UK AVoD channel Planet Knowledge has been on a significant growth trajectory since its relaunch in late 2017, thanks to its growing distribution and a change in content strategy.
“Last year was all about rebuilding the brand and audiences on [free-to-air platform] Freeview, expanding distribution and rebuilding our apps,” says Paul Coster, CEO of VOD 365, the UK OTT provider that owns and operates Planet Knowledge, along with kids’ service Ketchup and sports service Sports Channel Network.
VOD 365 is the first such UK company to exploit the OTT AVoD window in the country’s FTA digital space and remains the only one doing so on platforms such as Freeview, and now YouView, which it joined in the fourth quarter of last year.
Programmatic advertising is also integrated into its business model using Google’s DoubleClick for Publishers ad manager platform. “It means we can now micro-manage ad campaigns down to an episodic level. If there’s a brand campaign that only wants to be associated with certain content on Planet Knowledge, we can manage that.”
The company is now discussing another carriage agreement with an as-yet-undisclosed UK pay broadcast platform to carry its free channels and apps.
Earlier this spring, the company relaunched its channel apps on IOS and Android mobile phones. Additionally, Planet Knowledge is poised to go live on Android TV in a few weeks’ time and has just launched on Huawei phones, which have a UK user base of three million. “They’re talking about integrating all of our channels into their Huawei video service, which they are planning to launch in multiple territories in the autumn,” adds Coster.
Alongside its expanded distribution, VOD 365 has been courting a number of larger content deals with bigger suppliers, which have since given it more traction on Freeview and YouView.
A content deal with All3Media provided shows including Dinosaur Britain
The catalyst was Planet Knowledge’s licence deal with Fox last year for 80 hours of National Geographic wildlife content. More agreements have followed, including with All3Media and Cineflix.
The Fox deal, which includes shows like Ancient X Files, Egypt Underworld and Journey to Shark Eden, earned it a 43% jump in viewership between Q2 and Q3 2018 and around 400,000 viewers, 223,000 of which were unique, says Coster. “We started to see the benefits of that premium HD content,” he comments.
Further content deals and the channel’s launch on YouView at the end of November further accelerated its growth, with a 36% increase in viewing in December and more than half-a-million viewers, 300,000 of them unique.
A content licensing deal with All3Media at the end of 2018, covering titles such as Alexandria: The Greatest City, Dinosaur Britain, Henry & Anne, The Lovers Who Changed History and Pompeii: Life Before Death, further boosted its content offer, contributing to further growth in Q1 2019. Coster says VOD 365 will be looking to expand the initial two-year deal of 20 hours. New titles include Fifth Gear and Engineering Giants.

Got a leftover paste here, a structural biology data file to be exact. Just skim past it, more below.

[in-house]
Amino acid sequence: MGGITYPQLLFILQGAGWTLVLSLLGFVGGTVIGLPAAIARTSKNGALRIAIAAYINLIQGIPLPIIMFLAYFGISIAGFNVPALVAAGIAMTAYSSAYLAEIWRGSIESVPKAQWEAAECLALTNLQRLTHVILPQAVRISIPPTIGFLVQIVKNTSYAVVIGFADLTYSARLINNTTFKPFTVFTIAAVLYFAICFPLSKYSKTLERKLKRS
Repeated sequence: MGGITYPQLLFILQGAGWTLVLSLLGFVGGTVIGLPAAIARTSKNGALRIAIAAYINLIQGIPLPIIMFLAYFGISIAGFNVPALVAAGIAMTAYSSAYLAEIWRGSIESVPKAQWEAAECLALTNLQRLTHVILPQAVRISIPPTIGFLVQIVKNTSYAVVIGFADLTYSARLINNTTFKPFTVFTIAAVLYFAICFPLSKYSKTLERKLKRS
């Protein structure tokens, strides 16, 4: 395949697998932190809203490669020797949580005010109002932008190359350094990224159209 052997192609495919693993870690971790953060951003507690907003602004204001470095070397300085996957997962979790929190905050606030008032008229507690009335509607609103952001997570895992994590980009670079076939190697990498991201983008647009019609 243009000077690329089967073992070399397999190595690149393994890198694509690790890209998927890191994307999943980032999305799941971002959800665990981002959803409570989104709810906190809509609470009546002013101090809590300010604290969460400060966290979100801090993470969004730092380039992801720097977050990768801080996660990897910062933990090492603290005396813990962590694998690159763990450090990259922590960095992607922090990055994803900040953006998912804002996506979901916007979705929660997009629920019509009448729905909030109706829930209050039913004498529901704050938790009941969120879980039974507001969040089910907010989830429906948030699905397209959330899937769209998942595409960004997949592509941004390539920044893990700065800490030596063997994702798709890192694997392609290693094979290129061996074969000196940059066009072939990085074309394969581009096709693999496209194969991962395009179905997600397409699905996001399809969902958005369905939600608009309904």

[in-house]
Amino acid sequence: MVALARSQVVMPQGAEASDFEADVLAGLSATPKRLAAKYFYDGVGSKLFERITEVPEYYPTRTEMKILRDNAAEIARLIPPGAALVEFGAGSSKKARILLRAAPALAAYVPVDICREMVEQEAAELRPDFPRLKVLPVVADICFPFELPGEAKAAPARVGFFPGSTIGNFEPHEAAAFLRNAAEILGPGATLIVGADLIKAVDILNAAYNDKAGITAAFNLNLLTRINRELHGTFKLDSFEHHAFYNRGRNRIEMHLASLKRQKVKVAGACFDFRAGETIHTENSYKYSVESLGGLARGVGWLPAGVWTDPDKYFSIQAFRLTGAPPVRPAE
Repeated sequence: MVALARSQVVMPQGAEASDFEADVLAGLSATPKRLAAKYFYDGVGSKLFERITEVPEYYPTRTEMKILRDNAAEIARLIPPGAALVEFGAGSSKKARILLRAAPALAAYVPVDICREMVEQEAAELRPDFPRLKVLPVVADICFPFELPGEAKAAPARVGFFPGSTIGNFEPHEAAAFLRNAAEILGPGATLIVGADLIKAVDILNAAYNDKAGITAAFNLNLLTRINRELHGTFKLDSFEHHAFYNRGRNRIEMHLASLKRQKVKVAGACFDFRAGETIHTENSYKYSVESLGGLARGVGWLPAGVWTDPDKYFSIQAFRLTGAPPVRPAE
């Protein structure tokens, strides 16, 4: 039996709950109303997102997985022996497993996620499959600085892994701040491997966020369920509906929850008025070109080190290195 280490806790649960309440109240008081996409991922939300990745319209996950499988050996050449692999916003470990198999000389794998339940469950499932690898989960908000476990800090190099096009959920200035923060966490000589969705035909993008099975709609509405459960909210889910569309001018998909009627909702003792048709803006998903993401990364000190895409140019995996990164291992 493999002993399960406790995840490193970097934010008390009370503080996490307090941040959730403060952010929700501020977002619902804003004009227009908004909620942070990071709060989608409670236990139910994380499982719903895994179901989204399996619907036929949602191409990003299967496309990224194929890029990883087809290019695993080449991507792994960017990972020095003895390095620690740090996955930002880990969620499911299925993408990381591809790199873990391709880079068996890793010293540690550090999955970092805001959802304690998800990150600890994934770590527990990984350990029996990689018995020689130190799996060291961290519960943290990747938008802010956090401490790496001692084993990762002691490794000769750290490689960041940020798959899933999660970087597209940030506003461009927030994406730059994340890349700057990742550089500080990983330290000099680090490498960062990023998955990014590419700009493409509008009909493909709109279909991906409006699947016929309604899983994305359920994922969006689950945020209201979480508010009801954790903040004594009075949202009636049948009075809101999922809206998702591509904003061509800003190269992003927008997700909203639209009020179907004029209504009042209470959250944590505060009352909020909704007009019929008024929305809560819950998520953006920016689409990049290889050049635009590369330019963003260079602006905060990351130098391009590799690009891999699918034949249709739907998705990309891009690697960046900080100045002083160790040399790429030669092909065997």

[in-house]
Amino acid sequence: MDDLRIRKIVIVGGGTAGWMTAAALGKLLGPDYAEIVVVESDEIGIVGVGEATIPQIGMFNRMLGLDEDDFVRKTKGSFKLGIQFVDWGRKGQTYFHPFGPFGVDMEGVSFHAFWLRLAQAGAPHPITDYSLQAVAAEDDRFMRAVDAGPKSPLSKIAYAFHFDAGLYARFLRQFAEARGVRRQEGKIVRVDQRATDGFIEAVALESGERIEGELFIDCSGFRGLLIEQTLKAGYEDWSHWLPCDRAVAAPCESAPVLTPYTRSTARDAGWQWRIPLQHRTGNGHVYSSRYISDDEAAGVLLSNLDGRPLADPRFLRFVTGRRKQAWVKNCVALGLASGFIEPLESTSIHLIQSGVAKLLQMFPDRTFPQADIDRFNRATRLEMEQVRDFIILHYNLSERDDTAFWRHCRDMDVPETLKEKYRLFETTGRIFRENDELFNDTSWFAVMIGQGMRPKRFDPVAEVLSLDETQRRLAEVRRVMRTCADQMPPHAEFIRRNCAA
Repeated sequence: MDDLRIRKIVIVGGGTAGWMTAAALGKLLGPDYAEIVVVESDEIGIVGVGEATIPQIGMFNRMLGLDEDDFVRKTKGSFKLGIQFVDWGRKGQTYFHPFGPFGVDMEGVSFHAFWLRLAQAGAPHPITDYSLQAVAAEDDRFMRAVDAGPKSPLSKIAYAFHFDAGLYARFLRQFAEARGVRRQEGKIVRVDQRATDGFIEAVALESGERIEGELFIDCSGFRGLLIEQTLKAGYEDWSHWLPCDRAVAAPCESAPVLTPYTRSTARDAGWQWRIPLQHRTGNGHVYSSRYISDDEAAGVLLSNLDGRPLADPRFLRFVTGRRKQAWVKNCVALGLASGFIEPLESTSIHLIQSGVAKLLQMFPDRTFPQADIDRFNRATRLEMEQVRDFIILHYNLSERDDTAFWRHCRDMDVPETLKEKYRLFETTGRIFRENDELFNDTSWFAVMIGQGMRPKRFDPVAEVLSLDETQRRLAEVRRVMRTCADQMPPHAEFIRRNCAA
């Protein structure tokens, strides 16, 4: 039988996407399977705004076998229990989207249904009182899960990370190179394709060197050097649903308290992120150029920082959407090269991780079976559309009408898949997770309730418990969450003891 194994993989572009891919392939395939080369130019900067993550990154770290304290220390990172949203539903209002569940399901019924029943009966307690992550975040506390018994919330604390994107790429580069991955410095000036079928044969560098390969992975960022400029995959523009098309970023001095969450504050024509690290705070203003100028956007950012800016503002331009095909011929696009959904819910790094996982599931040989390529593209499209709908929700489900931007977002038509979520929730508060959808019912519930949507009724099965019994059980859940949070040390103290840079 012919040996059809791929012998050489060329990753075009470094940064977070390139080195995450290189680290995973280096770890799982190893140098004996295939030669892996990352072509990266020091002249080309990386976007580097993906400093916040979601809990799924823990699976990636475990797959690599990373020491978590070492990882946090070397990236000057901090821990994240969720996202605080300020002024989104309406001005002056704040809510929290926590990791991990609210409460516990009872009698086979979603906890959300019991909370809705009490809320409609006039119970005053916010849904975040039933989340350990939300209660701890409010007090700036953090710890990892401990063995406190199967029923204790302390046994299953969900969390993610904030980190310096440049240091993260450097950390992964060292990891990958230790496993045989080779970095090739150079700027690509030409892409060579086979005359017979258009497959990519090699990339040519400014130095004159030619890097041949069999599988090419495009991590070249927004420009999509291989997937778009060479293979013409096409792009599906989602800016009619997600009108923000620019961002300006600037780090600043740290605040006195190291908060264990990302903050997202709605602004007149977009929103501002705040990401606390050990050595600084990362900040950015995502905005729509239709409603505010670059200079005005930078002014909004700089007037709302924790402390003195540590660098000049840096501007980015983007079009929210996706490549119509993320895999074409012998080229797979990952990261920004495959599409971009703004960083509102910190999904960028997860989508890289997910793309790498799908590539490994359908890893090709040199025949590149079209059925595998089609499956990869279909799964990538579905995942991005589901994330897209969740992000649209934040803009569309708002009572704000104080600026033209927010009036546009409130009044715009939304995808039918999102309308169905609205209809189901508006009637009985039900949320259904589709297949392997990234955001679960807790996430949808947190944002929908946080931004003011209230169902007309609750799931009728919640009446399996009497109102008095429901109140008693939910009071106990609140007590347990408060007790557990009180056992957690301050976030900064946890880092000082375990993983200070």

The channel grew a further 15% in Q1 2019 and is currently averaging more than 600,000 viewers, about 350,000 of them unique. “It’s still niche but that’s a sizeable audience, delivering viewing figures that are generating big volumes of ad impressions and money,” says Coster.
On YouView in particular, Coster says a majority of launches now come from the player section rather than the EPG.
Planet Knowledge’s top shows in March included Pompeii: Life Before Death
A new web player is also poised to launch this month. “As we do more social stuff, it’s an easier way to get people to engage and view content through the brand, as opposed to going off to the TV and find the channel,” says Coster. “The web player will be hosted on the website, but we also want white label-type opportunities, such as offering TV set brands a VoD package of channels and content to give their audiences added value.”
The channel relaunched recently on Samsung smart TV sets, which carry 4K. “That’s been quite a big thing and we’ll be monitoring that,” says Coster.
With distribution in the UK broadened quite significantly, Coster says conversations are beginning with potential platforms oversees in Europe and also Australia. “It’s finding where those quick wins are in terms of territories,” he observes
While conceding it won’t be easy, he argues: “We’re not out there licensing the brand new Blue Planet, so there’s probably a bit more flexibility to extend licensing rights for multiple territories. Those rights clearances haven’t happened yet but our content partners are primed.”
By next year, VOD 365 expects to have five channels up and running. Alongside Ketchup SCN and Planet Knowledge, still waiting in the wings is its petrolhead service Gas Station. But also due to join the line-up in the UK is a new music channel, following a deal with an as-yet-undisclosed partner. Featuring a vast video catalogue of major artists, it will be “like a video Spotify environment on FTA TV,” says Coster. “There’s nothing like it on free TV and I think it’s going to be massive.”
Lost Treasures of Afghanistan